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Are you a morning lark or a night owl?

We’re sure you’ve been asked before whether you prefer to wake up and start the day early, or burn the midnight oil and go to bed late – so, are you a morning person, or an evening person?

You’ve likely noticed that you feel naturally more alert during certain parts of the day and have lower energy at others. This pattern has to do with your own personal Circadian Rhythm, also known as your chronotype, that varies from person to person. Are you still with us? OK, your chronotype isn’t set in stone, as your Circadian Rhythm naturally changes as you age. For example, the body clock shifts during adolescence, making teens want to go to bed later and sleep longer than younger children, hence why teenagers are known to be in bed until lunchtime, if given the choice!  So before you nag at your teenagers, it’s actually not all their fault…

Woman_holding_clock

Generally, we all fall into one of these two groups:

  • Morning lark: If you find it easy to wake up in the morning and feel you have the most energy early in the day, you’re a morning person or an “early bird”.  Those of you who are morning larks prefer to go to sleep early and wake early the next day. Research suggests that an early bird’s body clock may run slightly faster than 24 hours.
  • Night owls: If you’re an evening person, some research suggests that your body clock runs slower than 24 hours. You’ll find it hard to wake up in the mornings and feel alert. You’ll have the most energy much later in the day, even as late as 11pm, and prefer to go to sleep later at night and wake later in the morning. Those binging late night on Netflix, this is you!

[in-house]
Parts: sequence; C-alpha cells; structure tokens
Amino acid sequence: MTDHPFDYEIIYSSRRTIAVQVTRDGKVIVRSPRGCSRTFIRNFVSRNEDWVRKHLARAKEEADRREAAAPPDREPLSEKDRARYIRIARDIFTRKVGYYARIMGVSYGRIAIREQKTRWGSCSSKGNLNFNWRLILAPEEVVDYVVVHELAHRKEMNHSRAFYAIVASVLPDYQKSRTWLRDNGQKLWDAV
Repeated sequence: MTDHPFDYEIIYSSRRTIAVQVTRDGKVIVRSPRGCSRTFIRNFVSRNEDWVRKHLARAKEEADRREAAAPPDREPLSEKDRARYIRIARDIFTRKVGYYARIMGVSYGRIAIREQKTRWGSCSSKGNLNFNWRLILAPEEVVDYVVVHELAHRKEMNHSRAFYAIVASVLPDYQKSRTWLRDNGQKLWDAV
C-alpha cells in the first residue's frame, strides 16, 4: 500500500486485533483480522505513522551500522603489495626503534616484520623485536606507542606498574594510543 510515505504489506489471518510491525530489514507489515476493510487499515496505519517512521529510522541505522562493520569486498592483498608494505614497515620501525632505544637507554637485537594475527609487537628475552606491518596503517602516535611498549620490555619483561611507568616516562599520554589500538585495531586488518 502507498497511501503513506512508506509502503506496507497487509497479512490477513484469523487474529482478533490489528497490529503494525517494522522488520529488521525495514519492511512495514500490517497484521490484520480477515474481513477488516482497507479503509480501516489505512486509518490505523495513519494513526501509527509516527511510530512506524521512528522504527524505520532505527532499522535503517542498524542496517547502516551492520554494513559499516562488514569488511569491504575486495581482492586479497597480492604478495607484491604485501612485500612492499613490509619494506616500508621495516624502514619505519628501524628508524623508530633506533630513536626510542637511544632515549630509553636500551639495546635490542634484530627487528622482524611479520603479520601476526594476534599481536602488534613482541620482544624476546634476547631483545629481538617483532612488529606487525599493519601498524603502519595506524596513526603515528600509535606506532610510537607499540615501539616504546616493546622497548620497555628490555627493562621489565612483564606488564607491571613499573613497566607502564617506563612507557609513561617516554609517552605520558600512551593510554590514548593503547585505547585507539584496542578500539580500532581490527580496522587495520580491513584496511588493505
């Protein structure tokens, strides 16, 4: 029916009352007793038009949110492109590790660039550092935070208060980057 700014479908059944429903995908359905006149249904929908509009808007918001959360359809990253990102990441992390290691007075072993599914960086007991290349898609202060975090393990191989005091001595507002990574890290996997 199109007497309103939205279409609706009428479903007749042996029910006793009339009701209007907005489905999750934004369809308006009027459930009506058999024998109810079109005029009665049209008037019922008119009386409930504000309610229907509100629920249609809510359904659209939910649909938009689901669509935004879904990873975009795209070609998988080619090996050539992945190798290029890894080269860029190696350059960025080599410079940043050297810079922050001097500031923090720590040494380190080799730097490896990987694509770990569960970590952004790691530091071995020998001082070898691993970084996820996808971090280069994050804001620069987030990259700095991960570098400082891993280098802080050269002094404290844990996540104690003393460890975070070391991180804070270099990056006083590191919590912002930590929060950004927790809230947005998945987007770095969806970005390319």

Morning Lark or Night Owl

A Normal Circadian Rhythm

Regardless of whether you are a lark or owl because neither is right or wrong, as long as you have a normal Circadian Rhythm you will be able to:

  • Wake up and go to sleep at the same time every day.
  • Fall asleep at night when you want to and wake up in the morning at whatever time you need to.
  • Fall asleep earlier each night and get up earlier than usual within just a few days – i.e. you are able to make small tweaks to your personal Circadian Rhythm in a small period of time.  Your work schedule or early holiday flight may require you to switch, from either a morning lark to a night owl, and if you’re in control and aware of your Circadian Rhythm, this is every bit possible. 

If you suffer from insomnia, excessive sleepiness, depression, stress etc or are struggling to focus on work or keep social obligations, your Circadian Rhythm could need some extra help. 

As a guide, adults should have approximately 7-9 hours sleep a night regularly, regardless of the time your head actually hits the pillow. 

So if you think your Circadian Rhythm has gone a little AWOL, make sure you follow our top tips on ensuring you have a healthy bedtime routine to get back on track!  

So congratulations, if you read this far, that’s your science lesson over with today! Now go and get some sleep, you deserve it!

The Ten:PM Sleep Team. 

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